ESL Approaches & Methods

Megan Talton
Mind Map by Megan Talton, updated more than 1 year ago
Megan Talton
Created by Megan Talton about 4 years ago
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ESL Approaches and Methods
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ESL Approaches & Methods
1 Approaches
1.1 Approaches are grounded in a research-based or theoretical framework. They reflect philosophies of human and mental development, learning, and language acquisition.
1.2 Grammatical/Grammar-Based Approach
1.2.1 The Grammatical Approach has a Behaviorist perspective on leaning. It is a teacher-centered approach that assumes the learner will acquire language most efficiently by memorizing language rules and patterns.
1.2.1.1 IN THE CLASSROOM: Learners study these rules and patterns in ways that are often isolated from a meaningful context. Drill and practice and rote memorization are two of the most common strategies used by teachers for this approach. Students are being taught through repetition, Mnemonics, and dialogue memorization. We as teachers know that there is a place for repetition and memorization in the classroom; however, when it comes to learning a new language, these students need a connection to something concrete in order for comprehensible input to take place.
1.2.1.1.1 Methods for the grammatical approach include: Grammar-Translation, Direct, and Audiolingual.
1.2.2 Communicative Approach
1.2.2.1 Cognitive Approach
1.2.2.1.1 The Cognitive Approach has a Cognitivist perspective on learning. It is a student-centered approach to learning. In the past, three general metaphors have been connected with the cognitive approach. The first metaphor was termed "learning as a response acquisition". This suggested that learning was perceived as a mechanical process of strengths and weaknesses. The second metaphor was called "learning as knowledge acquisition". This suggested that the learner was a processor of information and the teacher was a dispenser of information. The third metaphor was termed "learning as knowledge construction". According to this view, the learner changed from a recipient of knowledge to a constructor of knowledge. It essentially changed from curriculum-centered to child-centered.
1.2.2.1.1.1 IN THE CLASSROOM: The teacher must develop well planned lesson plans of meaningful learning as a process that is as much cognitive as it is biological, cultural, social, interactive, motivational, and effective. Students need to be engaged in lessons that promote judging, discovering, recognizing, reasoning, and reflecting on their class work as well as their own learning. Higher order strategies should be used to enhance critical thinking. The teacher needs to include a variety of environmental factors such as, prior socialization, technology, culture, and different instructional strategies for this approach to be effective.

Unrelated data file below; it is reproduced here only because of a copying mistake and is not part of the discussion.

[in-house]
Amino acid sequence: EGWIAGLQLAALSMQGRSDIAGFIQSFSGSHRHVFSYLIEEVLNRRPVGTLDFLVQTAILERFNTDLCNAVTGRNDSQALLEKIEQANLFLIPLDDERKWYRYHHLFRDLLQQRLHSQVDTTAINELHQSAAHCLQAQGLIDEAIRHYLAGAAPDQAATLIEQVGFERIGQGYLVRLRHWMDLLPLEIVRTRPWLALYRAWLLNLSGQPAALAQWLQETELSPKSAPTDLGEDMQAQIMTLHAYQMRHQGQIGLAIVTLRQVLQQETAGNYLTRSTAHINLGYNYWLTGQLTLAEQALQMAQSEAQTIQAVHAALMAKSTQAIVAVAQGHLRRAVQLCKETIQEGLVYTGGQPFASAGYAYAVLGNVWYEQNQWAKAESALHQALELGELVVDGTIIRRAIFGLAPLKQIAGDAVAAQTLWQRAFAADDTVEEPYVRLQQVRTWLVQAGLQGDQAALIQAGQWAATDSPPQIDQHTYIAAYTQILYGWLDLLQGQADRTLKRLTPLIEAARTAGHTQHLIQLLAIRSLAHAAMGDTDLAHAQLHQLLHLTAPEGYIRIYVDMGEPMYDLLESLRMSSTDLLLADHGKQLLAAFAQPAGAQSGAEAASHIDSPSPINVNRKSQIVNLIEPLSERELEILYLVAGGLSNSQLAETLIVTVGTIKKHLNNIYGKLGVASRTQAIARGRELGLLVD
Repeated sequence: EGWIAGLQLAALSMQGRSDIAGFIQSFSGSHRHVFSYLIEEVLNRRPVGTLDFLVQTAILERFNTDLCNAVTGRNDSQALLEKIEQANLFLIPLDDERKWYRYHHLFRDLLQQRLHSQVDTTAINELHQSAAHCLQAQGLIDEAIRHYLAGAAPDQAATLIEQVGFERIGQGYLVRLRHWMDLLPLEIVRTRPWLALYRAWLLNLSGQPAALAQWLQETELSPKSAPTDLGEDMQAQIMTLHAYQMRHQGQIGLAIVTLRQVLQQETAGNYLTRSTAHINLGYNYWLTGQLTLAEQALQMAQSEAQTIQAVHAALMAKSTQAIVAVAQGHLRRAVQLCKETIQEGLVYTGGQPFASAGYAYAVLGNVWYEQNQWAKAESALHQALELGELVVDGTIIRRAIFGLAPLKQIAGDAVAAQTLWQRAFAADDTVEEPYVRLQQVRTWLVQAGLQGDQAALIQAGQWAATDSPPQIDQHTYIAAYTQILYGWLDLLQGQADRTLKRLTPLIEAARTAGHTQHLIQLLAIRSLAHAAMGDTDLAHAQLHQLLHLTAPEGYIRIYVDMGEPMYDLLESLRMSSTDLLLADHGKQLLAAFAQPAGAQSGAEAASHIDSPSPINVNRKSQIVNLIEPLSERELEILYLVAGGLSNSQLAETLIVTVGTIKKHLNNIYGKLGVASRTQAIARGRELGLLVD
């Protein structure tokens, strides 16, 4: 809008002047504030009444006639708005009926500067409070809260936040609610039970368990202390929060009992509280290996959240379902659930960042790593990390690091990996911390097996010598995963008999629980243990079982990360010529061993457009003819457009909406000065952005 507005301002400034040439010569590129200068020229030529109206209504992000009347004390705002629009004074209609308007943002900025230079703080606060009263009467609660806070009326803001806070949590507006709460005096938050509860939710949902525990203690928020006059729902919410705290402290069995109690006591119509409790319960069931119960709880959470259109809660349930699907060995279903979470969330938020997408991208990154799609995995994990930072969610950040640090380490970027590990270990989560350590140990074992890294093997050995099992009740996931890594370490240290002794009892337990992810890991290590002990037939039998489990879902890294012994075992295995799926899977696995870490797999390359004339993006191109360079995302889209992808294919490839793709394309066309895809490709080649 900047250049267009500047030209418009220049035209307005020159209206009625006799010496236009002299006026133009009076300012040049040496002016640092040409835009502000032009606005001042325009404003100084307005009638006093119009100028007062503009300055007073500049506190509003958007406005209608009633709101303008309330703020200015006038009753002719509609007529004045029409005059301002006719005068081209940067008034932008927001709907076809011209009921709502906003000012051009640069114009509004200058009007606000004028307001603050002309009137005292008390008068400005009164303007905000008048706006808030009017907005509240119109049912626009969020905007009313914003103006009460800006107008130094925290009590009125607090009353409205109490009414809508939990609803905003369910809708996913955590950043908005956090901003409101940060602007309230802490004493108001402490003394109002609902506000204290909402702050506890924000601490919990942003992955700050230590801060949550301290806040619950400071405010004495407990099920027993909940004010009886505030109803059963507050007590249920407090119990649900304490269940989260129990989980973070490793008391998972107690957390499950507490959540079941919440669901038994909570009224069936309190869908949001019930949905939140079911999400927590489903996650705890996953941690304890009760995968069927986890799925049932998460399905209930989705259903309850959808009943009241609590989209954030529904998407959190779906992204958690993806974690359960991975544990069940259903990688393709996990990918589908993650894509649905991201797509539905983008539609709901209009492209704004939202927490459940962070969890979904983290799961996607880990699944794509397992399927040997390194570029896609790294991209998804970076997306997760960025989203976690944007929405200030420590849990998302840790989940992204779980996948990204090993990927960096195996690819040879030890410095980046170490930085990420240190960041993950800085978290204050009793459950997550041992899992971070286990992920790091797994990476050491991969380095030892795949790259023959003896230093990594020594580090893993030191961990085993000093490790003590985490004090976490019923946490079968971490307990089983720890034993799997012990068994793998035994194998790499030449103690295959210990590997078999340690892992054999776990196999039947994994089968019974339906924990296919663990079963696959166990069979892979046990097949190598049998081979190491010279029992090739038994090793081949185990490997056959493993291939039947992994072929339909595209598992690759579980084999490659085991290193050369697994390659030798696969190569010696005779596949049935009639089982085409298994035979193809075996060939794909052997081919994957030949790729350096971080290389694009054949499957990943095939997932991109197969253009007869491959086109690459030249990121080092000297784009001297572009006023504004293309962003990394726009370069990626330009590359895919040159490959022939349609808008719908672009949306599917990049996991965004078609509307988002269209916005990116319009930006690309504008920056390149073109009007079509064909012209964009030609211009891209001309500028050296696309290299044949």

1.2.2.1.1.1.1 Methods for the Cognitive Approach include: CALLA. CALLA also has many branches that operate from the basic belief that all humans think, seek and construct knowledge,and enjoy learning through interaction with others. These other methods and approaches include: literacy across the curriculum, the language experience method, balanced reading method, process writing, cooperative learning, inquiry, and standards-based instruction.
1.2.2.2 The Communicative Approach has a Social-Constructivist perspective on learning. It is focused on learning language through and for authentic communication. Language learners need to use language to communicate for a purpose. This approach suggests that language development occurs as a language learner receives comprehensible input and creates or tests hypotheses regarding language use.
1.2.2.2.1 IN THE CLASSROOM: Teachers play a key role in the classroom during the communicative approach. Teachers provide the students with a context for authentic communication. Language learners must interact and use language in an authentic, language-rich, low-anxiety, language acquisition environment. Students need ample opportunities and experience in specific contexts. Interaction is extremely important during this approach. The teacher must provide students with meaningful social and communicative interaction in the target language.
1.2.2.2.1.1 Methods for the communicative approach include: Silent Way, Natural Way, Suggestopedia, Integrated Content-Based, and Sheltered Instruction.
2 Methods
2.1 Methods represent the practical or applied aspect of an instructional approach. They are the umbrella for the strategies that one selects and uses based on their philosophy of instruction.
2.2 Grammatical Method
2.2.1 Direct Method
2.2.1.1 Audiolingual Method
2.2.1.1.1 The Audiolingual method presented pattern drills and dialogue designed to develop grammatical structures and vocabulary in a very sequenced way. Teachers would correct errors with consistent feedback. Research suggested that as students practiced these pattern drills and dialogue, the new language structures would become a habit. The audiolingual method was strictly based on memorization and recall of language patterns.
2.2.1.1.2 Silent Way
2.2.1.1.2.1 Natural Way
2.2.1.1.2.1.1 Suggestopedia
2.2.1.1.2.1.1.1 Integrated Content-Based
2.2.1.1.2.1.1.1.1 Sheltered Instruction
2.2.1.1.2.1.1.1.1.1 Sheltered Instruction lesson plans include both content objectives and language objectives. Content objectives derive from the state, local, or national standards. The language objectives derive from the TESOL standards and are functionally linked to the student's level of English proficiency. Hands-on activities, social interactions, cooperative learning, guarded vocabulary, and visual support are all included within this method. The ICB method can be used for grade level students, as well as, emergent bilinguals.
2.2.1.1.2.1.1.1.1.2 CALLA
2.2.1.1.2.1.1.1.1.2.1 Literacy Across the Curriculum
2.2.1.1.2.1.1.1.1.2.1.1 Language Experience
2.2.1.1.2.1.1.1.1.2.1.1.1 Balanced Reading
2.2.1.1.2.1.1.1.1.2.1.1.1.1 Process Writing
2.2.1.1.2.1.1.1.1.2.1.1.1.1.1 Cooperative Learning
2.2.1.1.2.1.1.1.1.2.1.1.1.1.1.1 Inquiry
2.2.1.1.2.1.1.1.1.2.1.1.1.1.1.1.1 Standards-Based Instruction